Hendrik Schön and co-workers grew the single tetracene crystal from the vapour phase and surrounded it with field-effect transistors to produce electron- and hole-rich regions in the crystal. By applying a 5 V potential difference across the crystal, the team caused the positive and negative charges to flood across the crystal and recombine, producing a burst of photons that initiated the lasing process. The cleaved ends of the crystal act as the reflecting endpoints of the laser cavity, amplifying the emission to produce yellowy-green light with a wavelength of 575.7 nm.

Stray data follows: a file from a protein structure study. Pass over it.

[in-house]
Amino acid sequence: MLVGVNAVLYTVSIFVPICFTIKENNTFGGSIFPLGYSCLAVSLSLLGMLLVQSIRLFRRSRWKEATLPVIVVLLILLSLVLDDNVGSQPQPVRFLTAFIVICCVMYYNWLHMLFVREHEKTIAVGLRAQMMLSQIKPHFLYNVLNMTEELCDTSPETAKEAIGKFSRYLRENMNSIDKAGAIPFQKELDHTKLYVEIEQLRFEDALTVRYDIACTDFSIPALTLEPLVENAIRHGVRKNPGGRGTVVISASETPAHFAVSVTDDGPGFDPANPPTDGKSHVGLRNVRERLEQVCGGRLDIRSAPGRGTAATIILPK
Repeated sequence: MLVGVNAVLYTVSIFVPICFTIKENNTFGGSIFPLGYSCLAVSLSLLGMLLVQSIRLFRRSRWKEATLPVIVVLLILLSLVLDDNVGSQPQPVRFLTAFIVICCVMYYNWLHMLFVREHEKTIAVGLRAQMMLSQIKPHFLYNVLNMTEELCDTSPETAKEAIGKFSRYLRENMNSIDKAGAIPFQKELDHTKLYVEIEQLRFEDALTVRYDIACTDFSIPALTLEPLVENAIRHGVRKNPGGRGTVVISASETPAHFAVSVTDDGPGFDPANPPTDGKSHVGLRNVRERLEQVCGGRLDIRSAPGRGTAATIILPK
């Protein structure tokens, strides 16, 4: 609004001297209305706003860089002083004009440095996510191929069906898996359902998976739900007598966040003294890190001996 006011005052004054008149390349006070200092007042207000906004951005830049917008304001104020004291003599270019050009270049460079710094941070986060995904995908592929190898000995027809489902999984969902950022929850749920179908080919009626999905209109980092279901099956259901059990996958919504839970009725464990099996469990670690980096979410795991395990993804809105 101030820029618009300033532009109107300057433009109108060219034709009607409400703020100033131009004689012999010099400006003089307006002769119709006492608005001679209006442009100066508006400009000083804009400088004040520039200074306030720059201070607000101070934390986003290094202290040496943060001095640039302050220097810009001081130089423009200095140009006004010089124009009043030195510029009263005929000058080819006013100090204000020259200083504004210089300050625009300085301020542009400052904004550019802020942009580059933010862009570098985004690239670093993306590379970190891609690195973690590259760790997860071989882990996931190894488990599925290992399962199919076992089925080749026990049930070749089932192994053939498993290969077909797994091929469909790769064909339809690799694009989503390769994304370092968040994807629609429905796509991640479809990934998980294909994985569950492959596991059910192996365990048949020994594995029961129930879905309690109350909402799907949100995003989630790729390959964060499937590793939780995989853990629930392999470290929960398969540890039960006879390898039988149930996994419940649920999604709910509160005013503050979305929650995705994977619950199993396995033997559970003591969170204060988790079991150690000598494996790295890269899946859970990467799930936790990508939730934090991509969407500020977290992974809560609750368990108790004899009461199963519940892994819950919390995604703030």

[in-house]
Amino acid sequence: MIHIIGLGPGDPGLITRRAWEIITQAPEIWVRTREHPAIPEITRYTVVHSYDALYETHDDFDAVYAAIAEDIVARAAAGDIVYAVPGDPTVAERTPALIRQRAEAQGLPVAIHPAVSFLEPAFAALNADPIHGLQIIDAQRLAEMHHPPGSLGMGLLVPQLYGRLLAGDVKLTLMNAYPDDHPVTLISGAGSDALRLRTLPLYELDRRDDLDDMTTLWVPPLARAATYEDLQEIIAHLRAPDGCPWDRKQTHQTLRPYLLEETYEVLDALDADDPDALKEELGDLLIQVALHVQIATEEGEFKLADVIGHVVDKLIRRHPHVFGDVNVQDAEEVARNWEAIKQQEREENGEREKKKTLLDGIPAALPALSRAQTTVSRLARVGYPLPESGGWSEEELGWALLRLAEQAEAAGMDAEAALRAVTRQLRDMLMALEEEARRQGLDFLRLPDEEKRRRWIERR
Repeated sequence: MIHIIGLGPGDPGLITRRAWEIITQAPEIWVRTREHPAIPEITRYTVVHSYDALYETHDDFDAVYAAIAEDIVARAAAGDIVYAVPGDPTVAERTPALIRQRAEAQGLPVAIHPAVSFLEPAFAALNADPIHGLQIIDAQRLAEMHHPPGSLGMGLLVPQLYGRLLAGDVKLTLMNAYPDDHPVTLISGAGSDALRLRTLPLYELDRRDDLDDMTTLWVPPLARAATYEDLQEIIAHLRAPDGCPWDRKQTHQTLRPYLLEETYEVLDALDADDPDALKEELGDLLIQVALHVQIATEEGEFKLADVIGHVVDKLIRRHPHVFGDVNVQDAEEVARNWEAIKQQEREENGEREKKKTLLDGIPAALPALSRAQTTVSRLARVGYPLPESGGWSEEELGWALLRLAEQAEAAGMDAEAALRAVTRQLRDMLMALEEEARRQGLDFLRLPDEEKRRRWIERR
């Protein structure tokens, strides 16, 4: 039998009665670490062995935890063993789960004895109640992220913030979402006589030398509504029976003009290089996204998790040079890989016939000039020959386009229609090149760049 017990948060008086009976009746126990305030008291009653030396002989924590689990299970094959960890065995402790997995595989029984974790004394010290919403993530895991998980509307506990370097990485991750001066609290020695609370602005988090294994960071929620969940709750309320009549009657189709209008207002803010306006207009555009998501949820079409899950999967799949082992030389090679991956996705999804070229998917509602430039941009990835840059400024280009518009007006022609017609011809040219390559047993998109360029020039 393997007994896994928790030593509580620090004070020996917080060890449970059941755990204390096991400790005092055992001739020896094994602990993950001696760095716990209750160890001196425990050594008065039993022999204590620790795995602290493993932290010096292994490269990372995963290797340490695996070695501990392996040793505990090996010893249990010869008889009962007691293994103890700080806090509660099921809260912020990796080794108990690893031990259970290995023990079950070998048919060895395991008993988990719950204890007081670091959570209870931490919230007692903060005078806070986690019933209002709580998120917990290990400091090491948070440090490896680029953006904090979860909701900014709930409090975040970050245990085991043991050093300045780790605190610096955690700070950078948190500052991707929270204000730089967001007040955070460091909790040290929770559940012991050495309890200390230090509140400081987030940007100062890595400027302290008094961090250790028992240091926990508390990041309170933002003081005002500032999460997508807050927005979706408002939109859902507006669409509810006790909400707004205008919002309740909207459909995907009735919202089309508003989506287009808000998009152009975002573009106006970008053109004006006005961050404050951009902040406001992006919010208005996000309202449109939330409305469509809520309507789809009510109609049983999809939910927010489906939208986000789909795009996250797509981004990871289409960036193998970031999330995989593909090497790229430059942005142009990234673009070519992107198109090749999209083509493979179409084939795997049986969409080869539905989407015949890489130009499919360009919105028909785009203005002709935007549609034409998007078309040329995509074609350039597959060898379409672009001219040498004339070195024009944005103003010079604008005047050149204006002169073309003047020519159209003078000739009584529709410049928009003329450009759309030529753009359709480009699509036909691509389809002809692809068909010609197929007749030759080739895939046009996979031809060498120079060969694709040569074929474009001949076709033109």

Schön and coworkers believe they can reduce the optical losses in their present system to substantially lower the threshold current density needed for laser action. This will bring a room temperature continuous tetracene-based laser another step closer.

The group previously demonstrated the fractional quantum Hall effect in tetracene crystals (Science 288 2338), and the new organic laser is the latest in a string of achievements from Schön and his colleagues.